By virtue of natality and the ability to act, each new individual poses a threat to civilization. The child carries barbarism with him or her. – Einer Overenget
Perhaps we would not view babes as self-centered creatures of desire were we not already committed egoists ourselves. – Marshall Sahlins
How do we resolve this apparent conflict, and the legacy of enculturation to the requirements of modern civilization?
As early as fifth century Greece, the intellectual groundwork had already been laid and battle-lines drawn so that preSocratic philosophers could make the final cut, separating physis (nature) from nomos (convention or culture). Then, in Plato, we find the metaphysical articulation and de-construction of a hierarchically-organized tripartite human soul, where the rational part – well trained by culture and civic convention, and with the aid of its higher spiritual part – rules over the lower, natural, concupiscent part, the baser and insatiable animal desires. In short, hypotheses were already being floated to justify the very model of hierarchical civil society, its dominion over and management of the body-politic, the unwashed masses.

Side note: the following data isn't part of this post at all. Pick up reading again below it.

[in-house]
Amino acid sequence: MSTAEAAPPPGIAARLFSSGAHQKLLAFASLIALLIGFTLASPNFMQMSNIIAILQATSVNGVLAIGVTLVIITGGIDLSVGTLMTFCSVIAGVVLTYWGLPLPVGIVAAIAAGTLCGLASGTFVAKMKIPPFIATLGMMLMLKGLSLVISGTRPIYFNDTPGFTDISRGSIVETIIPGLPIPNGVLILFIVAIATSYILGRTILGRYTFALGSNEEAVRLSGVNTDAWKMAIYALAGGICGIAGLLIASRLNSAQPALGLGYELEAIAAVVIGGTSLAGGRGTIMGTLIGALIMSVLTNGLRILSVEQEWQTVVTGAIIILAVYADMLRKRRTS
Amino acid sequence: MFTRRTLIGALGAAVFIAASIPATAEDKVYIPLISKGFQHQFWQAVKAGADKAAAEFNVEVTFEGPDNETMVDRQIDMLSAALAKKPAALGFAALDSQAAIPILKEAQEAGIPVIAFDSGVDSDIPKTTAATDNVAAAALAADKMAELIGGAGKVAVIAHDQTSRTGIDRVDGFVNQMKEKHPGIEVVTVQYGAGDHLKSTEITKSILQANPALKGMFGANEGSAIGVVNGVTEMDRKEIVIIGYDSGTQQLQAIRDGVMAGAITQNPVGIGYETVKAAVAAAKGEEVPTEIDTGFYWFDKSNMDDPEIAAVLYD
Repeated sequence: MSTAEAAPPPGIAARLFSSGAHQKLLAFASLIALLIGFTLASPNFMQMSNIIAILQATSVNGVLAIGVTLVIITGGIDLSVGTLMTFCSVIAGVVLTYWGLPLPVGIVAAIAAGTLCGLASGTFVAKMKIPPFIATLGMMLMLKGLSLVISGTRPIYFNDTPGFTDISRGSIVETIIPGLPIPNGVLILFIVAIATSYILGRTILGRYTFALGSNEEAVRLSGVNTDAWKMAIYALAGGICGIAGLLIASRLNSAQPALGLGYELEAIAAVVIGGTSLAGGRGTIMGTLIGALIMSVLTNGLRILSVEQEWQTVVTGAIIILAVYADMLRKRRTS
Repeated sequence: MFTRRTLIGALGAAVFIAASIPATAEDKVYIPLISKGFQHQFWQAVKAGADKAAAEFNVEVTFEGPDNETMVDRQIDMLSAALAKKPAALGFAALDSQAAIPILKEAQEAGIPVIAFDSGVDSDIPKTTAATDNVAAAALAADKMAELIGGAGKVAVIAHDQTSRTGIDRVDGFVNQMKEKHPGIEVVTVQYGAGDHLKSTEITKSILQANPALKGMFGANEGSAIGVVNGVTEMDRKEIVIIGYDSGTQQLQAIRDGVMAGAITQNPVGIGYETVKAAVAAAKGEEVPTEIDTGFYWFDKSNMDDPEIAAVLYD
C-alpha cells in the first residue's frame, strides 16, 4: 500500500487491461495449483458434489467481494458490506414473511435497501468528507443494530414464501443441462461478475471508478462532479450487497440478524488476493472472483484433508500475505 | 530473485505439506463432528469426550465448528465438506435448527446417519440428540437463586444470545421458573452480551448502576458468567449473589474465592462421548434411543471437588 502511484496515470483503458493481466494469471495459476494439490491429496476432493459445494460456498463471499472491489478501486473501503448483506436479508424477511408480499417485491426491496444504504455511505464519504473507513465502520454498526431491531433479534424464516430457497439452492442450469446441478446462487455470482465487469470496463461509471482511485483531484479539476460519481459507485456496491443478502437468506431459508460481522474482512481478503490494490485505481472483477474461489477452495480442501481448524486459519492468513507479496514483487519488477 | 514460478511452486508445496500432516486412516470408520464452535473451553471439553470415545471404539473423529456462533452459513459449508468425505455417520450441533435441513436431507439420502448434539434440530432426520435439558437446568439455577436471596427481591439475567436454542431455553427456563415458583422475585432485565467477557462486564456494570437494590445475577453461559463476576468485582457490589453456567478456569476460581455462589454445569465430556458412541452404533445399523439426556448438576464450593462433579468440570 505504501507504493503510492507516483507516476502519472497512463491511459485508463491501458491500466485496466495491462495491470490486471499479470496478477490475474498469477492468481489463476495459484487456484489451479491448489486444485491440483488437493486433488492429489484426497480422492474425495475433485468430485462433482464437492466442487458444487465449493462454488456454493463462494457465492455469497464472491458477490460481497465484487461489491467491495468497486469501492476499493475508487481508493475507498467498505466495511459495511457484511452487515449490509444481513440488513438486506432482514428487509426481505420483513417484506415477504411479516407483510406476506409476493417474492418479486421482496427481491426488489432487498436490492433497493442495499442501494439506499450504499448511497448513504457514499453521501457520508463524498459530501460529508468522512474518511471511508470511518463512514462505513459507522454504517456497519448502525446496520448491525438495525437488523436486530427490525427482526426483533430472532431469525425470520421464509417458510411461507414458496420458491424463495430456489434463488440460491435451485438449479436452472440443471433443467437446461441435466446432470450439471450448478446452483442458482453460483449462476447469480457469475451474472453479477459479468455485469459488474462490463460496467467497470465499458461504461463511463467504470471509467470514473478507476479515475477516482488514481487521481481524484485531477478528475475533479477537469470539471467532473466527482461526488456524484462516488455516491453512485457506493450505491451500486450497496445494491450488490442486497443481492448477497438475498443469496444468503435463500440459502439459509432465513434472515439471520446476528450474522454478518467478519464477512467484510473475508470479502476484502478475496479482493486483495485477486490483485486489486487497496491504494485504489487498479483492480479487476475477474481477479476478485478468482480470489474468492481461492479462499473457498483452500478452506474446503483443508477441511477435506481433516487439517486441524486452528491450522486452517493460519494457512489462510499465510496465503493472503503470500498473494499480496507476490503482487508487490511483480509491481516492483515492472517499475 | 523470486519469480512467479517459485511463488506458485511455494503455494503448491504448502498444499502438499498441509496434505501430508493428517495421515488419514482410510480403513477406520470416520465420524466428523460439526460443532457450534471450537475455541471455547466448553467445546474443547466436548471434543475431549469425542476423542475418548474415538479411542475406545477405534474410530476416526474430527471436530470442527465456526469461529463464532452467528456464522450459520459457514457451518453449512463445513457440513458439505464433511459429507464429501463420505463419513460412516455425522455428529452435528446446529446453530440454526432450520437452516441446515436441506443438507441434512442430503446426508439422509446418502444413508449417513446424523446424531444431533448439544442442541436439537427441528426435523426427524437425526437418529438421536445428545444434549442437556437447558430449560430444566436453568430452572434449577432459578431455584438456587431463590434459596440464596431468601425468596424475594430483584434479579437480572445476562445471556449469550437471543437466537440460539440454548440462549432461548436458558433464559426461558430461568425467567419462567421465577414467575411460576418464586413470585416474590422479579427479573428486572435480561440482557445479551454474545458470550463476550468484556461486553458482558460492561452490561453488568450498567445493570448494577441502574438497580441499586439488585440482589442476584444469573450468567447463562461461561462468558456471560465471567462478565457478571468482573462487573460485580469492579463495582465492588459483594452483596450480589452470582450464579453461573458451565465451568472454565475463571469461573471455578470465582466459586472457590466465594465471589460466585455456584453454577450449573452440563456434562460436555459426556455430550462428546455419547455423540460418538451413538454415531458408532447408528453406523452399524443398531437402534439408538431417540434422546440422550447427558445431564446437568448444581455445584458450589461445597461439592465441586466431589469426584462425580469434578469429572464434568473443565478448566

Throughout the ancient world, well into medieval times, and right up to the present day, civil society has been viewed as both a necessary and a coercive corrective to the hypothesized inherent egoism, self-interest, and concupiscence of human nature, mankind’s allegedly brutish instincts. While Freud made this a cornerstone of his early twentieth century work in The Future of an Illusion, Marshall Sahlins confirms that the concept of “Original Sin pretty much sealed the deal in Christendom for centuries to come.” (The Western Illusion of Human Nature) As Elaine Pagels argued in Adam, Eve, and the Serpent, Augustine “offered an analysis of human nature that became, for better and for worse, the heritage of all subsequent generations of Western Christians and a major influence on their psychological and political thinking.” Thus, in the pre-Socratic philosophers and early Church Fathers lay some of the theoretical groundwork for political philosophers in the West thereafter, including Enlightenment philosophes like Thomas Hobbes and J.J. Rousseau, themselves relying upon concepts already in the noosphere from the time of Thucydides and the Peloponnesian War.